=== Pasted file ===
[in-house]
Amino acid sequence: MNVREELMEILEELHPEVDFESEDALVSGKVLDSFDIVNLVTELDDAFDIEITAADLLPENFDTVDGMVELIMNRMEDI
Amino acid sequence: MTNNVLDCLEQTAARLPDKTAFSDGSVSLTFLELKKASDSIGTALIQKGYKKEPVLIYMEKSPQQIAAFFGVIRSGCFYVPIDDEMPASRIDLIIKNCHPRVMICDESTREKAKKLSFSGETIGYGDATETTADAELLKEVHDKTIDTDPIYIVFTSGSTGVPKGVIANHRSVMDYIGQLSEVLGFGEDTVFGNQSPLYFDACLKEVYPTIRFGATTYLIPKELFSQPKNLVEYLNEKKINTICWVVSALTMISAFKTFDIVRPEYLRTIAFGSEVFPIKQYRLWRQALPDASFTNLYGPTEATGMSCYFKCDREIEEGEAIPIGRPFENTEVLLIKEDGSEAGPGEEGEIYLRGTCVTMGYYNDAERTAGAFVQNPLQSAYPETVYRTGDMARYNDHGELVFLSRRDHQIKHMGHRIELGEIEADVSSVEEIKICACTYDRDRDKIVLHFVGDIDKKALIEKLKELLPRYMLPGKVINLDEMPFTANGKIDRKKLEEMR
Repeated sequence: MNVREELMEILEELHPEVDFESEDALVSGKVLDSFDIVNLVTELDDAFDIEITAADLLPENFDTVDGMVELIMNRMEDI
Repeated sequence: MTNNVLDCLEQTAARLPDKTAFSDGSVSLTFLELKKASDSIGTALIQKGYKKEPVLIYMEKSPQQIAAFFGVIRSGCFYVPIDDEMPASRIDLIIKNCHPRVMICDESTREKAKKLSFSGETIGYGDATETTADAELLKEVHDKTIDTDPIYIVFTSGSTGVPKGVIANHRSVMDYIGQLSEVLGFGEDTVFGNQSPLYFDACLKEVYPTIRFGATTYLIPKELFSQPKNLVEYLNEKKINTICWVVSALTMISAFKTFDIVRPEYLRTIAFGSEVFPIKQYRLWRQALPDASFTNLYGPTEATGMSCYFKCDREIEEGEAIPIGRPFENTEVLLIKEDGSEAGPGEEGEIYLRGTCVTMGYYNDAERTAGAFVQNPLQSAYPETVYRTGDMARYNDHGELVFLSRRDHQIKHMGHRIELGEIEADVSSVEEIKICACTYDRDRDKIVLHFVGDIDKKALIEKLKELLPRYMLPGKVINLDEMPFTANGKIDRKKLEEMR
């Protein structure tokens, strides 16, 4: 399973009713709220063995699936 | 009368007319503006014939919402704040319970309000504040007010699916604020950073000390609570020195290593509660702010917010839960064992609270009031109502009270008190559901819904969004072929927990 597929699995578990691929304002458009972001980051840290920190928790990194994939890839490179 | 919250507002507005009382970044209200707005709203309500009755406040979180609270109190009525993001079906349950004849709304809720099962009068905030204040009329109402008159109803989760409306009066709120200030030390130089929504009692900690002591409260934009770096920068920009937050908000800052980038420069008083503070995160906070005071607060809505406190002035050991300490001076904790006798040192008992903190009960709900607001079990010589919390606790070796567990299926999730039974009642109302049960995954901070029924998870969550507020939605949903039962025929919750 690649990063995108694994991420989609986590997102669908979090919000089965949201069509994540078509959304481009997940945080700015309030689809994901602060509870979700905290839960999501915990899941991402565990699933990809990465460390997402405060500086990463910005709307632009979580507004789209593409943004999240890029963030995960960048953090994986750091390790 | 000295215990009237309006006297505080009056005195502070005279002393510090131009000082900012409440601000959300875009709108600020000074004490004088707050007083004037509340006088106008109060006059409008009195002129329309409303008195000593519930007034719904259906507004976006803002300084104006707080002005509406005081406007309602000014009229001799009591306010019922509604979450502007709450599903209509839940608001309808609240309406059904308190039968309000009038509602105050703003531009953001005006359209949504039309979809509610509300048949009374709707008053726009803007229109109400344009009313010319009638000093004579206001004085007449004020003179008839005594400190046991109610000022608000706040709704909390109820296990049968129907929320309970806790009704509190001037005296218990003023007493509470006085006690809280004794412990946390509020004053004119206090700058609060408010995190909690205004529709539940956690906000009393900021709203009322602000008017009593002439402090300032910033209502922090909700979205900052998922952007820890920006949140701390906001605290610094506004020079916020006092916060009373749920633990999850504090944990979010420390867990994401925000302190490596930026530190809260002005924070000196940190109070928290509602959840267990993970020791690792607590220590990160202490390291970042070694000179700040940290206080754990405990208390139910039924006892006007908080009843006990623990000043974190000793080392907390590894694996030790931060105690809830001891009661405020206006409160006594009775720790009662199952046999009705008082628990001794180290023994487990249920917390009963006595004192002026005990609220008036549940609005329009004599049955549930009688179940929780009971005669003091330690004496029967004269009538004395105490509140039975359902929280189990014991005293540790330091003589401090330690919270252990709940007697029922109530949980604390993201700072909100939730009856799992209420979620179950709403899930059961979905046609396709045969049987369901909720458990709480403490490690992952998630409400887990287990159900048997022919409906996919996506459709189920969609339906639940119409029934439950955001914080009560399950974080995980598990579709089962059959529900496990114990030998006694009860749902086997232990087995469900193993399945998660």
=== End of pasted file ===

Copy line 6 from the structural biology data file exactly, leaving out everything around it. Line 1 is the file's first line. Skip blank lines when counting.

């Protein structure tokens, strides 16, 4: 399973009713709220063995699936 | 009368007319503006014939919402704040319970309000504040007010699916604020950073000390609570020195290593509660702010917010839960064992609270009031109502009270008190559901819904969004072929927990 597929699995578990691929304002458009972001980051840290920190928790990194994939890839490179 | 919250507002507005009382970044209200707005709203309500009755406040979180609270109190009525993001079906349950004849709304809720099962009068905030204040009329109402008159109803989760409306009066709120200030030390130089929504009692900690002591409260934009770096920068920009937050908000800052980038420069008083503070995160906070005071607060809505406190002035050991300490001076904790006798040192008992903190009960709900607001079990010589919390606790070796567990299926999730039974009642109302049960995954901070029924998870969550507020939605949903039962025929919750 690649990063995108694994991420989609986590997102669908979090919000089965949201069509994540078509959304481009997940945080700015309030689809994901602060509870979700905290839960999501915990899941991402565990699933990809990465460390997402405060500086990463910005709307632009979580507004789209593409943004999240890029963030995960960048953090994986750091390790 | 000295215990009237309006006297505080009056005195502070005279002393510090131009000082900012409440601000959300875009709108600020000074004490004088707050007083004037509340006088106008109060006059409008009195002129329309409303008195000593519930007034719904259906507004976006803002300084104006707080002005509406005081406007309602000014009229001799009591306010019922509604979450502007709450599903209509839940608001309808609240309406059904308190039968309000009038509602105050703003531009953001005006359209949504039309979809509610509300048949009374709707008053726009803007229109109400344009009313010319009638000093004579206001004085007449004020003179008839005594400190046991109610000022608000706040709704909390109820296990049968129907929320309970806790009704509190001037005296218990003023007493509470006085006690809280004794412990946390509020004053004119206090700058609060408010995190909690205004529709539940956690906000009393900021709203009322602000008017009593002439402090300032910033209502922090909700979205900052998922952007820890920006949140701390906001605290610094506004020079916020006092916060009373749920633990999850504090944990979010420390867990994401925000302190490596930026530190809260002005924070000196940190109070928290509602959840267990993970020791690792607590220590990160202490390291970042070694000179700040940290206080754990405990208390139910039924006892006007908080009843006990623990000043974190000793080392907390590894694996030790931060105690809830001891009661405020206006409160006594009775720790009662199952046999009705008082628990001794180290023994487990249920917390009963006595004192002026005990609220008036549940609005329009004599049955549930009688179940929780009971005669003091330690004496029967004269009538004395105490509140039975359902929280189990014991005293540790330091003589401090330690919270252990709940007697029922109530949980604390993201700072909100939730009856799992209420979620179950709403899930059961979905046609396709045969049987369901909720458990709480403490490690992952998630409400887990287990159900048997022919409906996919996506459709189920969609339906639940119409029934439950955001914080009560399950974080995980598990579709089962059959529900496990114990030998006694009860749902086997232990087995469900193993399945998660």